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Leeds pre-cast firm fined for death-trap operations

3 Aug Precast concrete manufacturer Treanor Pujol Ltd has been ordered to pay out more than £340,000 over safety breaches following two separate incidents including the death of an employee and serious injuries to a second worker.

Treanor Pujol manufactures and installs precast concrete products throughout the UK, specialising in hollowcore slabs, beam and block flooring, and stairs
Treanor Pujol manufactures and installs precast concrete products throughout the UK, specialising in hollowcore slabs, beam and block flooring, and stairs

Health & Safety Executive (HSE) investigators found inherent crushing risks on the Spanish-owned company’s production lines in Leeds, as well as several electrical safety failings.

Leeds Crown Court heard how on 5th June 2014 Treanor employee Mathew Fulleylove, 30, was operating a mobile saw unit on Line 12 at the factory in Stourton, Leeds, while another employee was operating a mobile bed cleaner on Line 11.

Mr Fulleylove was standing on the footwell of the saw unit as the other machine passed on the adjacent production line. As the bed cleaner came past, his head was crushed between the frames of the two machines and he was killed instantly.

An investigation by HSE found that it was the nature of production for machines to routinely pass each other on adjacent lines. On lines 11 and 12 the gap between the passing bed cleaner and saw machines was very small – between 65mm and 93mm at different parts of the frames. It was identified that Treanor Pujol failed to identify the risk of crushing posed by the passing machines, failed to devise a safe system of work to control this risk, and failed to provide adequate training in such a procedure to employees.

Four years later, on 12th April 2018, in a second incident, a 47-year-old employee was operating a hooks machine, which embeds hooks into precast concrete, when a fault developed during the operation. While attempting to reset the machine his elbow leant on a concrete dispenser box and a metal shutter designed to close off the flow of concrete. The metal shutter closed, trapping his hand resulting in a fracture and partial de-gloving of his left hand.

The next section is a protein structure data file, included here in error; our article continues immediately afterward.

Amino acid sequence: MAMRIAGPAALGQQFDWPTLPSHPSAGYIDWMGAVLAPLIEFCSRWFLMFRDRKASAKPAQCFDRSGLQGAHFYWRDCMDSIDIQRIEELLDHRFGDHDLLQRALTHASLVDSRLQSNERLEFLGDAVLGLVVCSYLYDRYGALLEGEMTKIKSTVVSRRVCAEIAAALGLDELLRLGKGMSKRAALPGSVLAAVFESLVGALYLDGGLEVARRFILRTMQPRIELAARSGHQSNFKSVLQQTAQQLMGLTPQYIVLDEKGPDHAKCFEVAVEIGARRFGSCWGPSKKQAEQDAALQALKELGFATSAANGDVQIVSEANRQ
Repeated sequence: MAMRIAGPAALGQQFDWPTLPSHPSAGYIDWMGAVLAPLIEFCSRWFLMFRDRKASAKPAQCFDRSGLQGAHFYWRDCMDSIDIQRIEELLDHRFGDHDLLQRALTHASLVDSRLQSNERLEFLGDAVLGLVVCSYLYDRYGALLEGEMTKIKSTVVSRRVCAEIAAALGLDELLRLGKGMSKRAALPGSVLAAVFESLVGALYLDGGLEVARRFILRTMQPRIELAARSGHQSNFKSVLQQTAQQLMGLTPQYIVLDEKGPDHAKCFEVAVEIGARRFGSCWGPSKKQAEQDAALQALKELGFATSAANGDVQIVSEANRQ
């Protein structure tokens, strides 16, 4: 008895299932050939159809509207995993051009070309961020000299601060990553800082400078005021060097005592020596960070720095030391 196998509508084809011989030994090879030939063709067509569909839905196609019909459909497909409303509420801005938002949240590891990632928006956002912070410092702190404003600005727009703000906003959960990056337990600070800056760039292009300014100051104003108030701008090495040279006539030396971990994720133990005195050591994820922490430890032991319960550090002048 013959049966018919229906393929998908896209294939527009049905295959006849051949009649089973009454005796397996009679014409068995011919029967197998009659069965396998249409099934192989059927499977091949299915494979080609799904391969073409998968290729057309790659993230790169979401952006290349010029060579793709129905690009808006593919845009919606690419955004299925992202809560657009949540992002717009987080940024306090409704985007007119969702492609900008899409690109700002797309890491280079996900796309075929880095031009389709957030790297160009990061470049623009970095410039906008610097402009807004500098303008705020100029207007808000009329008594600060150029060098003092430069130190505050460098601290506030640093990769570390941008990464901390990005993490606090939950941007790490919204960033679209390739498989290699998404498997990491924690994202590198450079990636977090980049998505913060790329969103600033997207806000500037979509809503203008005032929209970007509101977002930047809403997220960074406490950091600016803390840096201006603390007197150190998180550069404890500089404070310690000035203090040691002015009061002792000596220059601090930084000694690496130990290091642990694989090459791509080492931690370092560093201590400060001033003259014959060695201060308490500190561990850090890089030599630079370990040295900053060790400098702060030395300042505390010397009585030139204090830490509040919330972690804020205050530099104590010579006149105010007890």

An investigation by HSE found that the machine was not fitted with safety interlocks, meaning several of the machine doors could be opened to gain access to dangerous moving parts whilst the machine was operating.

In the early stages of the initial investigation into the incident involving Mr Fulleylove, HSE inspectors also noticed several electrical safety concerns with the equipment in the manufacturing shed. Inspectors carried out numerous visits between 2014 and 2018 and discovered further failings, one of which related to electrical equipment not being suitably constructed or protected from the environment. It was left in wet, dirty, dusty and corrosive conditions, which resulted in rapid deterioration and safety features becoming inoperable over time. This exposed employees to a risk of serious personal injury or death.

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Treanor Pujol Ltd of the former Bison Works site in Pontefract Road, Leeds, pleaded guilty to breaching Section 2 (1) of the Health & Safety at Work etc Act 1974, breaching Regulation 11(1) of the Provision & Use of Work Equipment Regulations 1998, and breaching Regulation 3(1)(a) of the Electricity at Work Regulations 1989 by failing to comply with Regulation 6(c).

The company was fined £285,000 and ordered to pay costs of £56,324.97.

HSE inspector Kate Dixon said after the hearing: “Treanor Pujol Ltd should have identified the risk of crushing between passing machines on the production lines. The company should have taken steps to reduce and control the residual risk, organising production to minimise the likelihood of machines passing each other on adjacent lines, as well as devising and implementing a safe system of work.

“This should have included a designated place of safety where operators were required to stand as a machine passed. The operator’s manual for the bed cleaning machine stated an exclusion zone around the machine at 655mm should be implemented. If this had been in place, it would have addressed the significant crushing hazard and prevented the death of Mr Fulleylove.”

Ms Dixon added: “In regard to the second incident, the company should have ensured that the dangerous parts of the Hooks Machine could not be accessed by anyone whilst they were moving by way of suitable guarding arrangements.

“Duty holders should ensure they carry out site specific risk assessments to identify any issues relevant to a particular location, task or piece of equipment. It is important to ensure where safe systems of work are required, employees are properly trained and monitored to ensure the correct way of working is followed.”

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